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Global Catastrophic Risks: An Overview


Global catastrophic risks are risks that seriously threaten human well-being on a global scale. An immensely diverse collection of events could constitute global catastrophes: potential factors range from volcanic eruptions to pandemic infections, nuclear accidents to worldwide tyrannies, out-of-control scientific experiments to climatic changes, and cosmic hazards to economic collapse.  Anders Sandberg, James Martin Research Fellow of the Future of Humanity Institute at the University of Oxford, provides an overview of aims of the Global Catastrophic Risks conference series at GCR08, a meeting in Mountain View, California in November of 2008.

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The China-Brain Project


Professor Hugo de Garis has been given a grant by Xiamen University in Fujian Province, China to build an artificial brain consisting of 10,000 – 15,000 neural net circuit modules evolved in an accelerator board 50 times faster than in a PC.  He is scheduled to head a conference session on the subject of artificial brains in May at AGI-09, the second conference on artificial general intelligence, after which he will be teaching at the first AGI Summer School in Xiamen, China in June.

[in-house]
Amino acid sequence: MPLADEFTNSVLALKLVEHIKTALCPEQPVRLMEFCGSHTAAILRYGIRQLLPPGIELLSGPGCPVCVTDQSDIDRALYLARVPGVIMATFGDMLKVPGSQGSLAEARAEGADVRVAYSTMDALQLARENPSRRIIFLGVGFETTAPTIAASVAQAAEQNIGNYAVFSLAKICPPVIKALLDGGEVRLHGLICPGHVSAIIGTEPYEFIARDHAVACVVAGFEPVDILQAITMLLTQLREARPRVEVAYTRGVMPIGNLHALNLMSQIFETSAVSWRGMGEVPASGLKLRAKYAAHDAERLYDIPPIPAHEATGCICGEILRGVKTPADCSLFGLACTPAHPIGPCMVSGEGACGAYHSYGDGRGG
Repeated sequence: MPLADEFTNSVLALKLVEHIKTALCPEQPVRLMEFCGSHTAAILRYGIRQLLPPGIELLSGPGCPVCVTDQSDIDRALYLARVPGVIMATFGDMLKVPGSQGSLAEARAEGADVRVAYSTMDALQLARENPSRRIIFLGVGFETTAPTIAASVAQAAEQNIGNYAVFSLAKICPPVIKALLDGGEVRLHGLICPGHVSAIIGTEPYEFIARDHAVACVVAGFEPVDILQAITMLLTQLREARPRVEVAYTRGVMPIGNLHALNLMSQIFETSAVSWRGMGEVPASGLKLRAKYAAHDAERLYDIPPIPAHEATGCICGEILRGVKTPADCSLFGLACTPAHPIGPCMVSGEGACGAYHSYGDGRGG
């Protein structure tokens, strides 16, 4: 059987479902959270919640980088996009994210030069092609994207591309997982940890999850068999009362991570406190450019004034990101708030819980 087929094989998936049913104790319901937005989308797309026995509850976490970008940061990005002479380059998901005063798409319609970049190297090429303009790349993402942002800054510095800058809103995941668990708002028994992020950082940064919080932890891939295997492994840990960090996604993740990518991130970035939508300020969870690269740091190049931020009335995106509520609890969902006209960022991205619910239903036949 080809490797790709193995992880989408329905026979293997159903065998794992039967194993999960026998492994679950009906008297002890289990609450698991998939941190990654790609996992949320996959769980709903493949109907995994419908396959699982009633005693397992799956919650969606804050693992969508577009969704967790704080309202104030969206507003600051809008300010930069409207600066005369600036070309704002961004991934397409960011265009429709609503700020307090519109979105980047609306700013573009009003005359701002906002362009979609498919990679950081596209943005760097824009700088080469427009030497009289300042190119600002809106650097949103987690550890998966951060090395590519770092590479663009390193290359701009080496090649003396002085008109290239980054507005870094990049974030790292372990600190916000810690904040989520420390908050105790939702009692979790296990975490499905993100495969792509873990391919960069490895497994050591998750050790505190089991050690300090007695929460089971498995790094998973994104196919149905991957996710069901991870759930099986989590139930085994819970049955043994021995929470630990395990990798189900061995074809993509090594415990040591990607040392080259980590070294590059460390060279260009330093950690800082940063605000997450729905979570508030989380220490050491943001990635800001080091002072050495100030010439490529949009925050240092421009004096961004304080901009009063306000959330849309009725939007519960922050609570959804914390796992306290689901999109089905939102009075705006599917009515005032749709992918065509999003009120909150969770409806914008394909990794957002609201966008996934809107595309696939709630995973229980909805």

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Stages of Ethical Development in Artificial General Intelligence Systems


Photo by brewbrooks

At the AGI-08 post-conference workshop Ben Goertzel presented on a paper with Stephan Vladimir Bugaj on the theory of stages of ethical development as applied to artificial intelligence systems.  Incorporating prior related theories by Kohlberg and Gilligan, as well as Piaget’s theory of cognitive development, the theory is then applied to the ethical development of integrative artificial general intelligence systems that contain components carrying out simulation and uncertain inference – the key hypothesis being that effective integration of these components is central to the ascent of the AGI system up the ethical-stage hierarchy.

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Teaching Embodied Agents, Applied to Virtual Animals in Second Life